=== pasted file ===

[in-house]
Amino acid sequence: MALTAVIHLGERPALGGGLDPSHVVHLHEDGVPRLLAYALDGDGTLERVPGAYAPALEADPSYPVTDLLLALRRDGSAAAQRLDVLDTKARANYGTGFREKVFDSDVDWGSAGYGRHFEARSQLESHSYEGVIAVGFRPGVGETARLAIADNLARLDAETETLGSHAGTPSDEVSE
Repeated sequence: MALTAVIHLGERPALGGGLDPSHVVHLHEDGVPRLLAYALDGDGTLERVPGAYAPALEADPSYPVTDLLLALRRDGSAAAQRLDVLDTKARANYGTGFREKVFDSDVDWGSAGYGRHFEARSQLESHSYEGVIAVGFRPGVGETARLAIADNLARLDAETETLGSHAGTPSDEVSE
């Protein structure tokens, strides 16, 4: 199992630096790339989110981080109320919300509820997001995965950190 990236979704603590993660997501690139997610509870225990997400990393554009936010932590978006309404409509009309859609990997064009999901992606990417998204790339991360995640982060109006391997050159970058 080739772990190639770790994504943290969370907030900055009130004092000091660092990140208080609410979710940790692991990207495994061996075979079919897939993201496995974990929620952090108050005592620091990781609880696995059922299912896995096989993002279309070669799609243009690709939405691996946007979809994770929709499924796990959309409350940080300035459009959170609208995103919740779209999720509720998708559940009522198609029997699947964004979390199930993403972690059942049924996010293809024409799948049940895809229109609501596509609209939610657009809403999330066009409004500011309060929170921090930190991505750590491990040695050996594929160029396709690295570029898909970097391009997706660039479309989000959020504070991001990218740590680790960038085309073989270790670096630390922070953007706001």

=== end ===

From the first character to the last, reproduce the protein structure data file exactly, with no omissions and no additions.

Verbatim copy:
[in-house]
Amino acid sequence: MALTAVIHLGERPALGGGLDPSHVVHLHEDGVPRLLAYALDGDGTLERVPGAYAPALEADPSYPVTDLLLALRRDGSAAAQRLDVLDTKARANYGTGFREKVFDSDVDWGSAGYGRHFEARSQLESHSYEGVIAVGFRPGVGETARLAIADNLARLDAETETLGSHAGTPSDEVSE
Repeated sequence: MALTAVIHLGERPALGGGLDPSHVVHLHEDGVPRLLAYALDGDGTLERVPGAYAPALEADPSYPVTDLLLALRRDGSAAAQRLDVLDTKARANYGTGFREKVFDSDVDWGSAGYGRHFEARSQLESHSYEGVIAVGFRPGVGETARLAIADNLARLDAETETLGSHAGTPSDEVSE
């Protein structure tokens, strides 16, 4: 199992630096790339989110981080109320919300509820997001995965950190 990236979704603590993660997501690139997610509870225990997400990393554009936010932590978006309404409509009309859609990997064009999901992606990417998204790339991360995640982060109006391997050159970058 080739772990190639770790994504943290969370907030900055009130004092000091660092990140208080609410979710940790692991990207495994061996075979079919897939993201496995974990929620952090108050005592620091990781609880696995059922299912896995096989993002279309070669799609243009690709939405691996946007979809994770929709499924796990959309409350940080300035459009959170609208995103919740779209999720509720998708559940009522198609029997699947964004979390199930993403972690059942049924996010293809024409799948049940895809229109609501596509609209939610657009809403999330066009409004500011309060929170921090930190991505750590491990040695050996594929160029396709690295570029898909970097391009997706660039479309989000959020504070991001990218740590680790960038085309073989270790670096630390922070953007706001």